Thursday, August 8, 2013

Everyone Should Have Been in Brownsburg Today

So today I was in Brownsburg, IN for the Cover Crop & Nutrient Management Field Day hosted by Area Manager Mike Starkey.  The Hendricks County Soil and Water Conservation District was the co-host.  Brownsburg is right next to Indianapolis.  It was attended by around 50 area growers who are all seeking ways to best farm ground close to urban developments.  This would include the use of cover crops and no-till.  I used to live in the Indianapolis area and it was sure a contrast to see corn growing so close to the city.  The Starkeys have been farming here for six generations, and are very conscious about using responsible cropping management practices. 
One of the featured guests was Barry Fisher who is Indiana's Soil Health Specialist.  He is well known and evidently has spent more time down in soil pits than up on the ground.  Here he is in a pit in a soybean field that had a cover crop of cereal rye.  It was flown on prior to corn harvest last year.  Well last year this area was hard hit by drought.  This left a lot of unused nitrogen in the soil, and it was utilized by the rye, which was up to four feet tall prior to planting.   You can see a thick clump on the side. But there is a good stand of soybeans this year.
He was able to show that the soil was loose from about 7 years of no-till with cover crops.  He also was able to find ample evidence of earth worms, and showed a string of soybean root nodules up to 16 inches deep, that evidently grew down a worm tunnel.  (They are those knobs on the root to the left of his face.)  Nodulation this deep would provide oxygen for organic matter decomposition and better soil health.  (Note: if you don't know, certain soil bacteria called Rhizobia japonicum form a symbiotic relationship with soybean roots where the bacteria provides nitrogen to the soybean and the soybean provides a place for the bacteria to live.  The bacteria form nodules which are the "factories" where the bacteria convert nitrogen from the air, which the soybeans can't use, into a form that they can use.  Everybody wins.) 
 We also looked at a pit that had annual rye as a cover crop.  It wasn't as thick and tall as the cereal rye.  But rye is a cover crop to prevent soil erosion and to "scavenge" soil nutrients and then release them back after they are killed prior to planting.  Plus they can add organic matter and keep the soil more biologically active. This is a view of some nice beans from the pit sites looking back to Mike's shop where we were meeting.  The beans look great this year.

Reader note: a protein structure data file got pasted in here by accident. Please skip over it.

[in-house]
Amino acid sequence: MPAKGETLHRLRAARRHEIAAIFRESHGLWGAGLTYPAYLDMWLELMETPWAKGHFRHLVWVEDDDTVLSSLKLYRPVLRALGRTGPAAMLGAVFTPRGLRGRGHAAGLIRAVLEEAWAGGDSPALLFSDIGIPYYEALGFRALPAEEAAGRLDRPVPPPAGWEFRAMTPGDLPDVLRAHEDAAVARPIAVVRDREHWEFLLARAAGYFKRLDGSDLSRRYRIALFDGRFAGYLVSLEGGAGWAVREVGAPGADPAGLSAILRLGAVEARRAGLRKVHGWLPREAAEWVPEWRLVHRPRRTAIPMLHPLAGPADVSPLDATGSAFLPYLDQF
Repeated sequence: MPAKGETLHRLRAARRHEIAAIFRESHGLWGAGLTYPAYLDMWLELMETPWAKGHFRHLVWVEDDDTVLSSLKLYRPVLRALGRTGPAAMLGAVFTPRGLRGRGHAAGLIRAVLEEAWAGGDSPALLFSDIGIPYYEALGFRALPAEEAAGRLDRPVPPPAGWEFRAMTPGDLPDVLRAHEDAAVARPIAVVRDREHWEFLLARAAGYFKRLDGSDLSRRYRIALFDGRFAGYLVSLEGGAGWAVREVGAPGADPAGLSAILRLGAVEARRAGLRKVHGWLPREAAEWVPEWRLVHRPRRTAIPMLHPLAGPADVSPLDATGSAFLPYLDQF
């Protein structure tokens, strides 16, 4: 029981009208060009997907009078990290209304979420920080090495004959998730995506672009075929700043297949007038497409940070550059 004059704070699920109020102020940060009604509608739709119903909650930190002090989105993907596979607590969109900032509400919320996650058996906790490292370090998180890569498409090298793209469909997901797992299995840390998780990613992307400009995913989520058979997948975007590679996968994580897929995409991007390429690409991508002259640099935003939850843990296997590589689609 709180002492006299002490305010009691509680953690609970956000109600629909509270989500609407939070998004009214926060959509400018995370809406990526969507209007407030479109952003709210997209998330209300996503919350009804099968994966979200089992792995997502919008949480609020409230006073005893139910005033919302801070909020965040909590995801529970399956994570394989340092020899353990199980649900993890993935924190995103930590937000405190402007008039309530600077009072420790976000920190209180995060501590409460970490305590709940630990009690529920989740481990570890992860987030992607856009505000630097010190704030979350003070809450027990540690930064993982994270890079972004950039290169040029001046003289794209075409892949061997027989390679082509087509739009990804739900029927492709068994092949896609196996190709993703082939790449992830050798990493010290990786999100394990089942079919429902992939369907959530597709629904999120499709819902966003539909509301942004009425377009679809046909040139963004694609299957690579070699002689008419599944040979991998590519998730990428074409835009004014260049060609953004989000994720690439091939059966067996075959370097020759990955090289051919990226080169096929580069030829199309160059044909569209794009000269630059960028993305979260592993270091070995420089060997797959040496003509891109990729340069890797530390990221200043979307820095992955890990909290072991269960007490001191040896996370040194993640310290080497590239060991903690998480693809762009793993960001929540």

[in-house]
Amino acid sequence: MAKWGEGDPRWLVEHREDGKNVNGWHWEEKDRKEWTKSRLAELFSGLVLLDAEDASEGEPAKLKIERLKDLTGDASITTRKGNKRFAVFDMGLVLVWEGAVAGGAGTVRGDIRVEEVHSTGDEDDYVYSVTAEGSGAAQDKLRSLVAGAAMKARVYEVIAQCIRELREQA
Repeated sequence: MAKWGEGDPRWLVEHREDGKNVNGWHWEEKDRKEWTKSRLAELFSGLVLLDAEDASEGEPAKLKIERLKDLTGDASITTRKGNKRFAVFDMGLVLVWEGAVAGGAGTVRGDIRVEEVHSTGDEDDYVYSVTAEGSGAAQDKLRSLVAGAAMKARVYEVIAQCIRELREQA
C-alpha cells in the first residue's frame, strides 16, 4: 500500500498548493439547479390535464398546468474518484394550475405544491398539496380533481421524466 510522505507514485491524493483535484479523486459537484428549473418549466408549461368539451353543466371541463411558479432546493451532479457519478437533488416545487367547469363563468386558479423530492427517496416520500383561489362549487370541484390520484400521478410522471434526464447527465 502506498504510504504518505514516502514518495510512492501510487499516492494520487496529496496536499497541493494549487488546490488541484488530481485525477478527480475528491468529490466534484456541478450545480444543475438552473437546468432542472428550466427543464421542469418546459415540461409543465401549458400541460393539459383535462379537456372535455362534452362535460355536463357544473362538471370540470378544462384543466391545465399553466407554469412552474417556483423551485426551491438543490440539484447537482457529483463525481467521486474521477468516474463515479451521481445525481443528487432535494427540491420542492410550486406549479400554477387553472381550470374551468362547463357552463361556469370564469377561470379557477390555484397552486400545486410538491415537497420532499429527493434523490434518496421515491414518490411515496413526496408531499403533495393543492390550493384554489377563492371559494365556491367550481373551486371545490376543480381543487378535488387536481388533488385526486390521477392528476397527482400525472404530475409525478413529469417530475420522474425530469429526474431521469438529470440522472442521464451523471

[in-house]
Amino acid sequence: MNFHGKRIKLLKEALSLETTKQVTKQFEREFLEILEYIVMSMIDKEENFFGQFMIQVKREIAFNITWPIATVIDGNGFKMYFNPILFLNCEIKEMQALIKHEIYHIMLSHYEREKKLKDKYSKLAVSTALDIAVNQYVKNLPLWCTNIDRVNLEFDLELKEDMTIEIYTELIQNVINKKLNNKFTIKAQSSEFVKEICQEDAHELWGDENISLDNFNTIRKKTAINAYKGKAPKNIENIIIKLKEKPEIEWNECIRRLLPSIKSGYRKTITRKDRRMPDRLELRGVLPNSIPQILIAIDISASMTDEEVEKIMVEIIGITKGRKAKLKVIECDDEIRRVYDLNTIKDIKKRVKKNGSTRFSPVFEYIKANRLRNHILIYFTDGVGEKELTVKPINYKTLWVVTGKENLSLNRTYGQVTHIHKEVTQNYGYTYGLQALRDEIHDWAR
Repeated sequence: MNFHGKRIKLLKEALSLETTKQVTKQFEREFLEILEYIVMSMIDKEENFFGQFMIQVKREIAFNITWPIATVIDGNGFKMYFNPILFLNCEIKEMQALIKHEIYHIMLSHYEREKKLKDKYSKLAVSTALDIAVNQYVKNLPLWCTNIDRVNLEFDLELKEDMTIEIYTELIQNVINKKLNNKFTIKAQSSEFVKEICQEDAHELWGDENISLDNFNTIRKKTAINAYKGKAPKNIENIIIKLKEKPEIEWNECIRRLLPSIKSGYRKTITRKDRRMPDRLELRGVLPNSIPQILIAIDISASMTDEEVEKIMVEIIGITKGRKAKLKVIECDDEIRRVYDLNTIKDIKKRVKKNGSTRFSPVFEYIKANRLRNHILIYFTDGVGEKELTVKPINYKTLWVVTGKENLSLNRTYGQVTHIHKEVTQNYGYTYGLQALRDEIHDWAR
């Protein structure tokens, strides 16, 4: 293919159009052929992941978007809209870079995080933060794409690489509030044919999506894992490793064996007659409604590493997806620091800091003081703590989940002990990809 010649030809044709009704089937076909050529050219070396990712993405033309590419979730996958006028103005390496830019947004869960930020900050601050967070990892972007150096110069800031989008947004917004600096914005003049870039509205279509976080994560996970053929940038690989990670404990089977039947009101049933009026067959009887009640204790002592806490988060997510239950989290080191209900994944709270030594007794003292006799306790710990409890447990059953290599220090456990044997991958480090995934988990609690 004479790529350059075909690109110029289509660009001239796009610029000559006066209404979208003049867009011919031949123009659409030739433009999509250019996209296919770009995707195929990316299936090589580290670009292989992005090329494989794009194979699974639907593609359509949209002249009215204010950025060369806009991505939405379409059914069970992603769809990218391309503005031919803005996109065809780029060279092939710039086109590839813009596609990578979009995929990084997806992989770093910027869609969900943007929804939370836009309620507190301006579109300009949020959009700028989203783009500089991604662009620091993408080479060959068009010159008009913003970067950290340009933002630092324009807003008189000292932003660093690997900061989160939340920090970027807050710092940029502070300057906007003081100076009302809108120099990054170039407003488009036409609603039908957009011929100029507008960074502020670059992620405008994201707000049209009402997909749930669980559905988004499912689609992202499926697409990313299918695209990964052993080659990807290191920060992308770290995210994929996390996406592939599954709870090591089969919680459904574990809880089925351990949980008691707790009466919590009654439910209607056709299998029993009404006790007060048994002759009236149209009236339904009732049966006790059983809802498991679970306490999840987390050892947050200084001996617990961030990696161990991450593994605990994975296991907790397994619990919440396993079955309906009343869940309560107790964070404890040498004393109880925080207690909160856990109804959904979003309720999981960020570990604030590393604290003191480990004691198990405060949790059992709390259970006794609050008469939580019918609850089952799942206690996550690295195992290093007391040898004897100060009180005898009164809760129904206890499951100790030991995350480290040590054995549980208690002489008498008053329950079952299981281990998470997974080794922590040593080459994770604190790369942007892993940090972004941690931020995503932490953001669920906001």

Here is a view from Mike's shop.  It was suburban Indianapolis where they also grow sub-divisions.  So farming responsibly is very important. There were also some folks that talked about equipment and which closing wheels work best for the soils and no-till around here.  And there was a guy from the Natural Resources Conservation Service (NRCS) who described a watershed program that Mike is going to participate in to compare fertilizer practices in adjacent sides of a creek that drains into a nearby reservoir.  It will compare a Liquid program vs a conventional program and will be monitored for drainage tile nutrient loss, soil nutrient levels, erosion losses, and yield.  Details to follow.  This is brand new.
To pay for the free lunch, they had to listen to me talk about the products that Mike is using on his farm with great success.  Mike said that many growers were not aware of things like phosphate fixation and crop nutrient demands, so I did my best to lay it out, plus how research at the NCRS supports conservation and nutrient management practices.
Everyone else paid attention and hopefully learned some things.  But there were a few in the audience whose brains got filled up too fast and nodded off.  Fortunately it was only SAM Adam and Regional Sales Mgr Bob, who have heard it all before anyway.  At least they didn't snore. 
After that Mike came up to follow up on what he does with AgroLiquid and to have some Q&A. 
Mike also is a Dawn Equipment dealer.  And the last thing was a brand new prototype fresh from Dawn Equipment.  In fact it was just painted at the factory in Illinois last night and driven over this morning.  It is a planter attachment for planting into a standing rye cover crop.  The disks go in front of the row and bend the rye over, and then the rolling blades flatten and crimp the rye.  This would be able to kill smaller rye, but larger rye, like 4 feet tall, would still have to be sprayed.  But this would enable easier planting.  So this meeting was the first in the solar system to see it.  Everyone likes to look at equipment. 
So after that I headed back North to Michigan.  Tomorrow will be a very busy day on the farm as the Research Field Days start next week.  And here is a heads up for next Monday night.  Make sure to tune in to RFD Live on the RFD TV channel at 8 pm EDT.  You will see some of your favorite researchers Live From the NCRS.  (Hey that has a nice ring to it.)  So if you don't have Dish or Direct TV, then find someone who does and be there next Monday.